Of course, the president is talking about it right now too. Nor is he the only one. It has been in a lot of news and blogs this month. In the New Republic, Johnathan Cohn writes what essentially amounts to a puff piece about President Obama keeping health care firmly in the public eye. From the other side of the political fence, Jenn Q Public (whose awesomeness I may have to concede despite our philosophical disagreements, judging from the excellent way she replies to intelligent arguments intelligently) criticizes the president for excluding the opposition from the discussion. She accuses him of a left wing bent on the topic which I cannot say I am confident he truly possesses. On Huffington Post, Steven Hill exorts the president to move further to the left and embrace European health care reform models... but he wiggles to the right a little in advancing a shared responsibility system of universal insurance on the model of France or Germany rather than true universal health care on the Swedish model. Meanwhile, a trifle more left-ward on HuffPo, Robert Creamer makes a solid point of the need for a public plan to compete with the private insurance system. Back to the right, the Cato Institute published an article by University of Chicago economist John Cochrane which was summarized excellently in Reason. This the same plan Jenn Q Public uses in her criticism of the exclusion of the right from the discussion, noting the author was not invited.
Since I already said it on her blog, I want to say it on my own blog too: I think that plans like that of Professor Cochrane (or the one offered by Suzanne Somers' plastic surgeon) should be represented in our discussion of public health and given their due consideration. I am not saying the solution will come from the right, or even that the free market plans offered by libertarians and conservatives are on the right track. In fact, I believe both Professor Cochrane and Dr. Hanson's plans contain great potential to make the situation far worse. That does not mean they should not be part of the conversation. Clearly, on this topic, there are ideas on the right. They may not come from the political wing of conservatism right now, but the ideas are there. They need to be represented to the policy-makers.
I am a committed supporter of a single-payer system and I believe that single-payer is not being given the consideration it deserves. I believe that President Obama, by removing single-payer from the table in the manner in which many liberals believe he is doing, is cutting off what could be a source of ideas and examples. In this particular area, as I have written before, socialism could be very good for capitalism. Yet it is being dismissed, at this point, with the same cavalier disregard as the ideas from the right.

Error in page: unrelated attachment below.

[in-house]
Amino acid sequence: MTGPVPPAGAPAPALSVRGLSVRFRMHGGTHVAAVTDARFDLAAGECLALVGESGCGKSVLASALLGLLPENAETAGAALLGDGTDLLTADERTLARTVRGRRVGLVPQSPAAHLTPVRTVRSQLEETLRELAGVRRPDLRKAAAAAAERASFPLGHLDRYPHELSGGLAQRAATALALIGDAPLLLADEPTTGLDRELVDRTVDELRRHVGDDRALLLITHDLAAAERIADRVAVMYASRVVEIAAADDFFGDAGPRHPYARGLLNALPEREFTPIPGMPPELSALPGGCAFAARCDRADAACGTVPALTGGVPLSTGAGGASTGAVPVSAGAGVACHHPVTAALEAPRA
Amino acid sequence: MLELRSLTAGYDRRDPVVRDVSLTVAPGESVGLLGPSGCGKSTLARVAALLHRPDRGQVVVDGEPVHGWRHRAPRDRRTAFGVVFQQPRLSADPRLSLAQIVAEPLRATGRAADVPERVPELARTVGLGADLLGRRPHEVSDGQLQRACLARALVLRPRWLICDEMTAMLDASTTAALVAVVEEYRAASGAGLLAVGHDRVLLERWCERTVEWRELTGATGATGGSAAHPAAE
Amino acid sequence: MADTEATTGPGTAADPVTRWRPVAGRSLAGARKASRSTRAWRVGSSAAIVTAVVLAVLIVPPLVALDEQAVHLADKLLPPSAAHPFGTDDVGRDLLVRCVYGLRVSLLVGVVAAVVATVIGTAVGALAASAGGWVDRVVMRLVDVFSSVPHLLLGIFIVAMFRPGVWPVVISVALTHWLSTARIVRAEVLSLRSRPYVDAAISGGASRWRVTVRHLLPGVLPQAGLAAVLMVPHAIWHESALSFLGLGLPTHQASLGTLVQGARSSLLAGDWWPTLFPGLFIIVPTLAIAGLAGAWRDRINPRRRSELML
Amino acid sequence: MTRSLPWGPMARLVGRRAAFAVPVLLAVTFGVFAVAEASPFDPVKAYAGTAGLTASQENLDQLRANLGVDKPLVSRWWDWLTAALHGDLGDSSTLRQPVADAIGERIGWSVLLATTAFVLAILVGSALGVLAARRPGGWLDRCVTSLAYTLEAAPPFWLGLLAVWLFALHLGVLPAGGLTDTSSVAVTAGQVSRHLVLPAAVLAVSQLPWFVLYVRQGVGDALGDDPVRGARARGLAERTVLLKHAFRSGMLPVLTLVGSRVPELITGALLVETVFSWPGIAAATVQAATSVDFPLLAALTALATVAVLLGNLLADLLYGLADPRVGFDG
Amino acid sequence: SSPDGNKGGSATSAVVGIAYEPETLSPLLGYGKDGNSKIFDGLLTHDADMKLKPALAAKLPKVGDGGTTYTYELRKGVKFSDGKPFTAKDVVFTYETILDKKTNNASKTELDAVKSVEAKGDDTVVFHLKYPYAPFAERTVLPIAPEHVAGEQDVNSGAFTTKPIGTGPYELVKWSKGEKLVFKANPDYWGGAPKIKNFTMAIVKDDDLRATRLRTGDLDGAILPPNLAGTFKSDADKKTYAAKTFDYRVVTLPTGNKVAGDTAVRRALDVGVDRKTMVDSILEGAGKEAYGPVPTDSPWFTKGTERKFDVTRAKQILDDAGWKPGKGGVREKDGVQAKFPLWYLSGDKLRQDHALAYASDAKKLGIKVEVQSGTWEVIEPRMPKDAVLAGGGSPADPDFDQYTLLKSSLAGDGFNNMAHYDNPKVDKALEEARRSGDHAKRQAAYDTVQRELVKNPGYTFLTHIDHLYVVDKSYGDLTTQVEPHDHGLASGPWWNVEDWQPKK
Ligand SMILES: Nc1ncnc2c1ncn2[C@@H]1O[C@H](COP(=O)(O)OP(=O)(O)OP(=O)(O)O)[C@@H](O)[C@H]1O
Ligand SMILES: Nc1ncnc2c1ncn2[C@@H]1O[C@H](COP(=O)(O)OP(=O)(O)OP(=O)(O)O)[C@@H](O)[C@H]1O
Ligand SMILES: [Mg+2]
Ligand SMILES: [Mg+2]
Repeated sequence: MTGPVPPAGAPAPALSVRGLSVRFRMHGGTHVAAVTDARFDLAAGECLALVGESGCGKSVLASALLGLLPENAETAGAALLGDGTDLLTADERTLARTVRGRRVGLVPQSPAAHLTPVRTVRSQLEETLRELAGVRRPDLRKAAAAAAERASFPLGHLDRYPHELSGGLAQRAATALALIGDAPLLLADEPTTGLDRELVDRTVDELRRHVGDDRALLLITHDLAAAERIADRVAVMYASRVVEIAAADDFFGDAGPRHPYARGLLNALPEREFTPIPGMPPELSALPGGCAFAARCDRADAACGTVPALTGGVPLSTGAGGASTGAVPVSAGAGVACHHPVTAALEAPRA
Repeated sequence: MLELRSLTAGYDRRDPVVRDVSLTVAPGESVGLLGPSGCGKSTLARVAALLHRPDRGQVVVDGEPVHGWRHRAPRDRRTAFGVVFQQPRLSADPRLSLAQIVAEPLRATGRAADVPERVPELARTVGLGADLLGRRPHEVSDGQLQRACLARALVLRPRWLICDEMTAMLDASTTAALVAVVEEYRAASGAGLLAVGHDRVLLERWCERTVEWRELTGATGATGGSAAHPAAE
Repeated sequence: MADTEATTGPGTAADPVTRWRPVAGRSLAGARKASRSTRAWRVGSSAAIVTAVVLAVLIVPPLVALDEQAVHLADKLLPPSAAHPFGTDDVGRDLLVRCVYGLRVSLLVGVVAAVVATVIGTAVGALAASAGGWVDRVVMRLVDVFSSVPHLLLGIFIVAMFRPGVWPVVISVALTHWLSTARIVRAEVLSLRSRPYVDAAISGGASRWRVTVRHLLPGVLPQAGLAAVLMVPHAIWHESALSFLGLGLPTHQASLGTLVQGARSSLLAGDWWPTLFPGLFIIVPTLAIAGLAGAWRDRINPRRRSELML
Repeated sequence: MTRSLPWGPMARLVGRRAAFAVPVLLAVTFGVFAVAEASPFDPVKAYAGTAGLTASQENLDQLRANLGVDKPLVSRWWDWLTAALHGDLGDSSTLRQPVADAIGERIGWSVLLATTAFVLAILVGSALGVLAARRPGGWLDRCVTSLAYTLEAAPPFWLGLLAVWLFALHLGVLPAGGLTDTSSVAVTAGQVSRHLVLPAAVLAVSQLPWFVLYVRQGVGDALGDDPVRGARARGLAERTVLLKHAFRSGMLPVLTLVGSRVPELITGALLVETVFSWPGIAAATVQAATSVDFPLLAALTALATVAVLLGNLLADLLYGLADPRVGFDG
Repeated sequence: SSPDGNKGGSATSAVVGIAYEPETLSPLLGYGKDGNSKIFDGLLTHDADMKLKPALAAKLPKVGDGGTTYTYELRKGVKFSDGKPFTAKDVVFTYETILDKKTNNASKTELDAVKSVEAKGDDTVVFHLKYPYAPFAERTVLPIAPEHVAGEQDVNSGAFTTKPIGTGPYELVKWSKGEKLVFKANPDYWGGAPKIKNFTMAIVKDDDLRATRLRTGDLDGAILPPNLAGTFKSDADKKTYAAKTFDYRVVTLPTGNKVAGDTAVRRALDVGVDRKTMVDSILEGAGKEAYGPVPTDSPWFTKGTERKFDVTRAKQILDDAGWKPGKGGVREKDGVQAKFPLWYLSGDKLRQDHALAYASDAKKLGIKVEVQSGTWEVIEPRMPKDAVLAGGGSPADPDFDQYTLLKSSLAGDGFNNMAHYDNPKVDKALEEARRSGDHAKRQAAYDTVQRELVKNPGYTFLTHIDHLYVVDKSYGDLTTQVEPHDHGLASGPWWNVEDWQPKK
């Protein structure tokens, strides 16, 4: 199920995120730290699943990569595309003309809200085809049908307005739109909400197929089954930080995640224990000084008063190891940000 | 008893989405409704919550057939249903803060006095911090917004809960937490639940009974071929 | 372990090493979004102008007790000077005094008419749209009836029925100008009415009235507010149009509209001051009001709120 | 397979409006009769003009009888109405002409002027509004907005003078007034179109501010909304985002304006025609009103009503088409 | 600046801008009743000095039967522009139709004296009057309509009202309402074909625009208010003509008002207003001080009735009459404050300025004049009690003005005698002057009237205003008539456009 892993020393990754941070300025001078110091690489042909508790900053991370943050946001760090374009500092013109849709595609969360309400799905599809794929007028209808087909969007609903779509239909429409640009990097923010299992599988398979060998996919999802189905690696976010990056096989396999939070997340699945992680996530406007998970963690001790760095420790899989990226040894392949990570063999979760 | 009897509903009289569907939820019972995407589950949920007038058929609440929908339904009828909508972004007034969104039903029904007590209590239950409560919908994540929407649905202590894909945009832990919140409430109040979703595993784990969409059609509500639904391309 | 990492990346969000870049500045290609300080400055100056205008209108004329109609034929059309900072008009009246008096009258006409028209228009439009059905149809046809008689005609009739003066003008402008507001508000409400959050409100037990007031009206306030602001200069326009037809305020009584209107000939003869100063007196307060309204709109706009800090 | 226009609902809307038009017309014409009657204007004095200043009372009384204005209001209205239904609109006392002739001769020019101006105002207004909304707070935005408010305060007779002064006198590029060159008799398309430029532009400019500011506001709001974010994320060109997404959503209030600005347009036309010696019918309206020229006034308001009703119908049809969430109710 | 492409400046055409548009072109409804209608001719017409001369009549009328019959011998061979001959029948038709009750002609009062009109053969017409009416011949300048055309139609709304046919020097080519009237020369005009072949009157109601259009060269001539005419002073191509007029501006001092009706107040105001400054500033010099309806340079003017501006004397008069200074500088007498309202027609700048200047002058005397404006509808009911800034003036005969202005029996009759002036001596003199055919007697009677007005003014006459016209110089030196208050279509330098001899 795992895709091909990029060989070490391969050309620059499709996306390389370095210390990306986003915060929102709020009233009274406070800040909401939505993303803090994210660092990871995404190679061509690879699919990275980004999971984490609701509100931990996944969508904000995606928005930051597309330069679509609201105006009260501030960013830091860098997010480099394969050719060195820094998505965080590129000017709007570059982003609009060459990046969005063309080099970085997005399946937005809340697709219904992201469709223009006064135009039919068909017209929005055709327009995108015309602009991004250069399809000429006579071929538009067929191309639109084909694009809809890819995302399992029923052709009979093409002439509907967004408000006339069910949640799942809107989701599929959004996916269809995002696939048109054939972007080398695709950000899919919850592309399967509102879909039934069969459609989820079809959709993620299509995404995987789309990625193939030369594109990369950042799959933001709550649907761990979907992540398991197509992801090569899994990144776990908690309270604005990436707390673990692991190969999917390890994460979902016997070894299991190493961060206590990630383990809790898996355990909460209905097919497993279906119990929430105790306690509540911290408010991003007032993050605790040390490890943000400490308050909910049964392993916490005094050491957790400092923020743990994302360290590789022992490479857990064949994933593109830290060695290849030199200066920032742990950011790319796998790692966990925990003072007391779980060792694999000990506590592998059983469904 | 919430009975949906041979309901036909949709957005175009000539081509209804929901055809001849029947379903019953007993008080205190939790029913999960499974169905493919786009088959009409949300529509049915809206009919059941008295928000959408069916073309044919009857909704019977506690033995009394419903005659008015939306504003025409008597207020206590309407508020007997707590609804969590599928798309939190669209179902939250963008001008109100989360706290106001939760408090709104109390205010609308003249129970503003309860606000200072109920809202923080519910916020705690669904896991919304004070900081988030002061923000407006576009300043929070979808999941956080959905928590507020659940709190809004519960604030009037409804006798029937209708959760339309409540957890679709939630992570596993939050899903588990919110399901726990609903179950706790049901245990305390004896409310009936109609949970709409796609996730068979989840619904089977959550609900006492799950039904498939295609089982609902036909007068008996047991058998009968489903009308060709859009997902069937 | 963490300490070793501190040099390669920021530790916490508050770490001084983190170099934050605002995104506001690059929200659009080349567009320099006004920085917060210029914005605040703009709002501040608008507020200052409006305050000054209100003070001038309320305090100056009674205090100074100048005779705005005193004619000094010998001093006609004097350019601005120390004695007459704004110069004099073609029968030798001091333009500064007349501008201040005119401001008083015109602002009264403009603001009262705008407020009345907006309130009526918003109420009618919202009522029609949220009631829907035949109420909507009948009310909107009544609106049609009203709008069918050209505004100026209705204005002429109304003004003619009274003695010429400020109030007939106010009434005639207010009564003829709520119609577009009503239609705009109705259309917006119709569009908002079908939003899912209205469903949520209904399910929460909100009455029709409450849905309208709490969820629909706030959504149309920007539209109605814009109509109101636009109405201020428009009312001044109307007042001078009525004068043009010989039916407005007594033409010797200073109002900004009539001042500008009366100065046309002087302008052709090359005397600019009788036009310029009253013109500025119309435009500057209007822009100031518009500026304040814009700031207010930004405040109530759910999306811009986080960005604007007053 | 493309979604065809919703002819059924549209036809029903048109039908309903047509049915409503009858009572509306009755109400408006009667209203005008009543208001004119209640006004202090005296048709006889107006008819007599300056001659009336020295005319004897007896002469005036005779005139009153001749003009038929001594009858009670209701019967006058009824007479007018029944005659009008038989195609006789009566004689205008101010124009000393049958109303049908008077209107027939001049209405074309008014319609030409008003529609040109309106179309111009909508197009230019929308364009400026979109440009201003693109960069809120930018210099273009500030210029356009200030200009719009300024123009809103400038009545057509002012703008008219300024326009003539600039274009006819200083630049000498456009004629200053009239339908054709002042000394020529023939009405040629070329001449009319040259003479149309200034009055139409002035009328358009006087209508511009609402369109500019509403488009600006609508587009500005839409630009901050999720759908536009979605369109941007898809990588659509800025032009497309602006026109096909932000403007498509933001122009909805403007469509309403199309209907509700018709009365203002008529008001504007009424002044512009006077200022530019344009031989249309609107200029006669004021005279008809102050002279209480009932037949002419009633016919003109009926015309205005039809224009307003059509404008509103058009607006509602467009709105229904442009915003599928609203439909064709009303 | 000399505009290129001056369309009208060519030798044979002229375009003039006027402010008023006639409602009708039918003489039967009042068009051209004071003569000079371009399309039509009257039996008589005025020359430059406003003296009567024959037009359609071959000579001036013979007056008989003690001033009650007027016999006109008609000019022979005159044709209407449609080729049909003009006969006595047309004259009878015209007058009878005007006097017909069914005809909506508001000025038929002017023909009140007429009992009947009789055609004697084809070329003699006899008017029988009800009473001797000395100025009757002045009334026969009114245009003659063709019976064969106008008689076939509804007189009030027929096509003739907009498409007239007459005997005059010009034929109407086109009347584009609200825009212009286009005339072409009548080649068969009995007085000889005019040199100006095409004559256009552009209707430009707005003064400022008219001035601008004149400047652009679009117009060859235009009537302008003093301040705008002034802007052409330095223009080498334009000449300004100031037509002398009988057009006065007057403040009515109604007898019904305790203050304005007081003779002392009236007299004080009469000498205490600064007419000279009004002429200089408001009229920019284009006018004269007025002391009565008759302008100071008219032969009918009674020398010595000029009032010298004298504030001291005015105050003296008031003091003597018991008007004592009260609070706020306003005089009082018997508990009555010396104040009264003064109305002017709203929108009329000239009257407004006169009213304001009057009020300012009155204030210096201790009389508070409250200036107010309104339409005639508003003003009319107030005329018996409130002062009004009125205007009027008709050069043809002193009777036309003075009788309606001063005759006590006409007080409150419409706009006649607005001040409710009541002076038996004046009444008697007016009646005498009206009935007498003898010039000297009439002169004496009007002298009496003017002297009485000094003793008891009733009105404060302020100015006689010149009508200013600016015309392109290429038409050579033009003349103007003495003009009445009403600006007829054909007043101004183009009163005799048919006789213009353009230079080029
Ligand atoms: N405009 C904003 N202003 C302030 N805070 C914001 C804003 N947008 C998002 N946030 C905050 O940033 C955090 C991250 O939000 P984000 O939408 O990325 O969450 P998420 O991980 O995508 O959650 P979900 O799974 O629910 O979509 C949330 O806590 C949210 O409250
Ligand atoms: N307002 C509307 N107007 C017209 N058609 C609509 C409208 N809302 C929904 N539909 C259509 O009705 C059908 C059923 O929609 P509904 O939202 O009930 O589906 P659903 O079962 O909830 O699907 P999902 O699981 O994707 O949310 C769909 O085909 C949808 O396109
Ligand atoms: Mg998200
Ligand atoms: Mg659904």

We are in danger of a politically correct centrism derailing meaningful and lasting reform of the health care system by excluding the radical ideas from both sides. Despite my skepticism of a private sector solution, I want to see a program that addresses all my concerns and if it does then I don't care whose idea it is. The possibility always exists that the best system might be a hybrid in which a government plan competes on an even playing field with private policies, all making each other better (as President Obama originally described in his campaign) and such a hybrid would require ideas from both sides to perfect.
Perhaps most central, however, is the importance of debate in this process. We need radical health care change, on a systemic level, and it needs to be a quantitative and qualitative improvement over the current system to justify the effort and expense. Regardless of the plan that is ultimately adopted, we need the input and critical thinking of both sides. A socialized plan must address libertarian concerns and a free market plan must address the concerns of social liberals. Both sets of concerns are real and valid, when one dismisses all the political polemic attached to them. Quality and patient choice of doctors and facilities are both terribly important, but so are access, accountability, and affordability.
I have spoken derisively of bi-partisanship before and I am not advocating that health policy be tailored to receive broad Republican support in the House and Senate. It will not. In my opinion, even the most conservative policy compromise will ultimately pass on party lines in the House and with the support of only a small handful of moderate Republicans in the Senate. I do not believe the Republican Party believes that health care is a national priority. Michelle Bachmann and Richard Shelby will care more about whether the bill requires health care providers (or, God forbid, the government!) to pay for birth control pills or abortions than they will about whether or not it improves our badly damaged health care system. This is simply to be expected. Even a harshly conservative proposal like the McCain Plan would pass, in its final form, on Democratic votes and the support of its GOP sponsor and a few moderates.
That does not mean, however, that we should exclude those with ideas from the process. Everyone who wants to participate and has something to offer should be invited. Every idea should be heard. Each side should criticize the other and each side should use the other's criticism to address the issues about which all Americans are concerned.
This issue is simply too important to be left to those who wish to pursue politically correct avenues of thought.